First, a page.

This time of year, it can be especially challenging to manage stress. The season can be overwhelming: finals week for students, end of Q4 for businesses, extra social gatherings, travel plans and financial strains. We receive many invitations to divert our attention throughout this season, but many of us are missing the biggest invitation of all: an invitation to be still.
When experiencing stress, people report symptoms including:
– Feeling overwhelmed
– Brain fog and decision fatigue
– Poor digestion
– Racing heartbeat
– Frequent mood swings
– Physical fatigue
– Waking up throughout the night
– Racing from one obligation to the next
– A constant sense of urgency
Sound familiar? As a society, we’ve become addicted to stress-sustaining habits. We accept demands to do more, be bigger, faster, and multitask to increase our productivity. We’ve started to believe that the busier we are, the greater our value. We’ve confused being busy with being productive. We are getting it wrong.
“It is not enough to be busy. So are the ants. The question is: What are we busy about?” (Thoreau). What are we busy about? We might stop and consider if we’re being deliberate in everything we do throughout the day. Are we acting with clear, focused intention and attention? Are our engagements habitual or purposeful? Is our time spent allowing us to value those we hope to celebrate most this season – including ourselves?
We might consider how our ancestors lived for thousands of years by replenishing, restoring, and recovering over the winter season. They weren’t racking up debt to add more unnecessary objects to their lives; they weren’t walking around like zombies glued to electronic devices. I invite you to join me in rethinking the holiday season narrative pushed onto us by our careers, families, and personal expectations and allow ourselves a big timeout. But how?
Here are some strategies that might help us slow down when life seemingly speeds up:
– Eliminate unnecessary tasks and “obligations”: Saying “no” does not need an explanation.
– Plan for margin: We tend to underestimate how long things take us to do or how long it takes to get somewhere. Allow for transition time and plan for possible delays. If it takes us thirty minutes to drive to work, plan for forty-five. This allows time for the unexpected road detour or gas stop without adding stress. We may even arrive early!
– Identify your triggers: Pay attention to what causes stress and anxiety in life. This takes courage and often requires honesty in giving up things we are attached to while creating new, healthier habits. Check out this recent blog post: The 3-Step Process to Turn a Bad Habit Good.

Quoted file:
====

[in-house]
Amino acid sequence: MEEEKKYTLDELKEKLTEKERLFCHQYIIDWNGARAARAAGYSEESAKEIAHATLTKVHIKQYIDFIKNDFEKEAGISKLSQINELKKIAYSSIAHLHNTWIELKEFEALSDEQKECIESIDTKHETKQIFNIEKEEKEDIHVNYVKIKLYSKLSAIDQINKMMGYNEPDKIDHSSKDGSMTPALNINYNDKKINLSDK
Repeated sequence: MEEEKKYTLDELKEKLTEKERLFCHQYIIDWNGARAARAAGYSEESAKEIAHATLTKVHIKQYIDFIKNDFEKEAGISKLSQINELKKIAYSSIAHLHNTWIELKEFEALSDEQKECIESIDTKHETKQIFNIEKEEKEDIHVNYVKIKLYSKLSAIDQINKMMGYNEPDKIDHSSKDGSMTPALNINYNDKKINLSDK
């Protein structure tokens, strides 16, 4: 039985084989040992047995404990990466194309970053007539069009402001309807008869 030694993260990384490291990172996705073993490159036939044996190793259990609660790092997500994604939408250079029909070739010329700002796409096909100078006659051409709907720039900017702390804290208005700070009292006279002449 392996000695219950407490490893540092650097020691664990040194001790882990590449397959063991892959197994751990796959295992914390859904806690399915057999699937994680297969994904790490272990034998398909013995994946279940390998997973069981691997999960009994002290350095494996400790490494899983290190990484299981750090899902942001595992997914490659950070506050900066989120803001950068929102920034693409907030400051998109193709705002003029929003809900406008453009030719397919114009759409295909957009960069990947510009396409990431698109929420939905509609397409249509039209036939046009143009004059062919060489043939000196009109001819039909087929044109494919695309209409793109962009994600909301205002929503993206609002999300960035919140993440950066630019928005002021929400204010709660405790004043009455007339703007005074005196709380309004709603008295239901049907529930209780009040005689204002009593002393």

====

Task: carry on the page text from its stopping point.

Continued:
– Cut down on caffeine: Reread the previous bullet. I repeat, sometimes we might [temporarily] give up attachments. Chances are, we are stimulated enough.
– Surround yourself with people who raise your spirits and give you energy: Have you ever noticed that you leave some people or situations feeling drained? And others where you feel energized, empowered, and joyful? Which ones would you rather be around? Choose wisely.
– Ask for support: Sometimes, life derails us with things that are beyond our control. Enter: the power of community. Ask for help and support. We don’t have to do it all on our own.
– Create a routine: Our brain likes a plan, especially under stress. Creating predictability and consistency with what we can control (meal timing, sleep, work schedule) can help offset unexpected stress.
– Manage perfectionism: Allow yourself permission to approximate. Explore the balance between “all-or nothing.”
– Train smarter, not harder: Think about your overall health as a bank account. If you withdraw too much, you’ll end up in the red. Things like high stress, inadequate sleep, inconsistent food intake and continuous high intensity training can compound to ensure poorly managed health. Take care of yourself, by making deposits. You may want to consider low to moderate intensity training that you enjoy like strength training, yoga or hiking to invest in yourself during busy seasons.
– Breathe: Simply inhaling and exhaling is one of the fastest ways to activate the parasympathetic nervous system and shift us out of the ‘fight or flight’ stress response towards relaxation. It improves attention and fine-motor coordination to get us out of our heads and back into our bodies and the present moment. One of my favorite stress relieving breathing practices is alternate nostril breathing.
– Gratitude: Starting or ending our day with five points of gratitude can change our whole perspective and mindset. Gratitude is the attitude!
– Unplug as often as you can: Power down, presence on.
The honor of your presence (not presents!) is requested to share in the celebration of the season and yourself. You are cordially invited to do less, rest, restore, recover. Be still.